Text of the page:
Regular service is resuming after a few weeks between issues. April was essentially workshop and talk month, but things are calming down now. Of the nine talk-workshop events, six of these touched on bots in some shape or form—not surprising as the topic is quite popular at the moment. Most were to audiences who had only a passing familiarity with the concept of bots, which led to some good discussions about ethics, desirability, and accessibility of the technology without the encumbrance of zero-sum arguments.
One thing that surprised most people was the extent to which their own behavior, speech and other activity provide the basis of how bots interact with them (really, Google is a global nest of bots, which we have fed for 17 years). The idea of things like Markov bots, taking past conversation (for example) as training data, explodes the notion that bots are something that grow in a lab somewhere else. One way or another, we tell them what to say—explicitly in instances where bots’ designers want them to seem more naturalistic and familiar to us, more “human”. Some, like Facebook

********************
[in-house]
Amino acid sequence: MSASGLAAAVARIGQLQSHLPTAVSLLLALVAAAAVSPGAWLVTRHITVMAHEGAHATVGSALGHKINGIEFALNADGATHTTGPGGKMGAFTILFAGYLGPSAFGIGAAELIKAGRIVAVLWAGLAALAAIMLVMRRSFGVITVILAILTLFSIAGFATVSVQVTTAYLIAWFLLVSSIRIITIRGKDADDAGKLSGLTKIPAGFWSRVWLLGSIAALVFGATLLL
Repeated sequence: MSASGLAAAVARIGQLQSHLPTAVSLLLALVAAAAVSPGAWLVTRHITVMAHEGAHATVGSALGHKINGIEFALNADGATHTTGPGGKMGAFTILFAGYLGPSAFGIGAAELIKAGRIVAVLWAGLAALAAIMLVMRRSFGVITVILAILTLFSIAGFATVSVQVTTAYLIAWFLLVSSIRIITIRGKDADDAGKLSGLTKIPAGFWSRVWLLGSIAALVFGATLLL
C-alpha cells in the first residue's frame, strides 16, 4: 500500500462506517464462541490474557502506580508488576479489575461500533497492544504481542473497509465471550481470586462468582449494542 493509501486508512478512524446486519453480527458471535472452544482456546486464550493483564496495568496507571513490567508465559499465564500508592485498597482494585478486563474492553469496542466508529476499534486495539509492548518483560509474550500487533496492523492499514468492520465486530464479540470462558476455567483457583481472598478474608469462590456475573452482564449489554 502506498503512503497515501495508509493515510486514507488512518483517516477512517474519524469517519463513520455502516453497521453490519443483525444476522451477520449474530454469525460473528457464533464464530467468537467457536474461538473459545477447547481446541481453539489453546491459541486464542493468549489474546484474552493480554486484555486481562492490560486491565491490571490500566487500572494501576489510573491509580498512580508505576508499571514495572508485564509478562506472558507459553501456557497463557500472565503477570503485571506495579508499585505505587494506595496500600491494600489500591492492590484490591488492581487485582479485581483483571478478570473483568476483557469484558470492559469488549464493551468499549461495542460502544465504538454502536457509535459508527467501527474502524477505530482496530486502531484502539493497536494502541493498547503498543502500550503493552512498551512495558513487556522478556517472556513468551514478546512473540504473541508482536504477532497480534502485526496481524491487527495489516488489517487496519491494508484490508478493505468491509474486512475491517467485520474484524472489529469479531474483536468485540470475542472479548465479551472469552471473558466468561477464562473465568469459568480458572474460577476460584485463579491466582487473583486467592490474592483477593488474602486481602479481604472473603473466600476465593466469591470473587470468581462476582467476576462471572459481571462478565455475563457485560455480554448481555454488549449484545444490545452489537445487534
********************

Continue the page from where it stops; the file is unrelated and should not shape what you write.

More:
, are feeding them children’s books (Is that an approved curriculum? Do they get to read “Handmaid’s Tale” as well as “Peter Rabbit”? Is there an ethics board? Do I get to have a say in which socio-cultural norms
the bots I will interact with are fed?) Some tell us we have a responsibility to teach the bots around us.
So is the public, for now, a charm school for bots? Do we teach them how to behave (like we know) or just let them mine us for chains of legible language? Or is it really assisted living—where we carry out their needs for occupational therapy? Yet we don’t teach them morality, only decision trees. Even complex decisions derived by AI, however quickly or incomprehensibly made, aren’t truly, independently moral in nature, only a reflection of the parameters we’ve set, and data we’ve introduced.
It’s interesting to speculate about bots and AI as “other,” but the public discussion is, in a way, getting ahead of itself, projecting a lot of the fear of what we would create if we could. For now, we’re simply talking to ourselves through bots, like a complicated form of “telephone.” Maybe that’s what we’re worried about.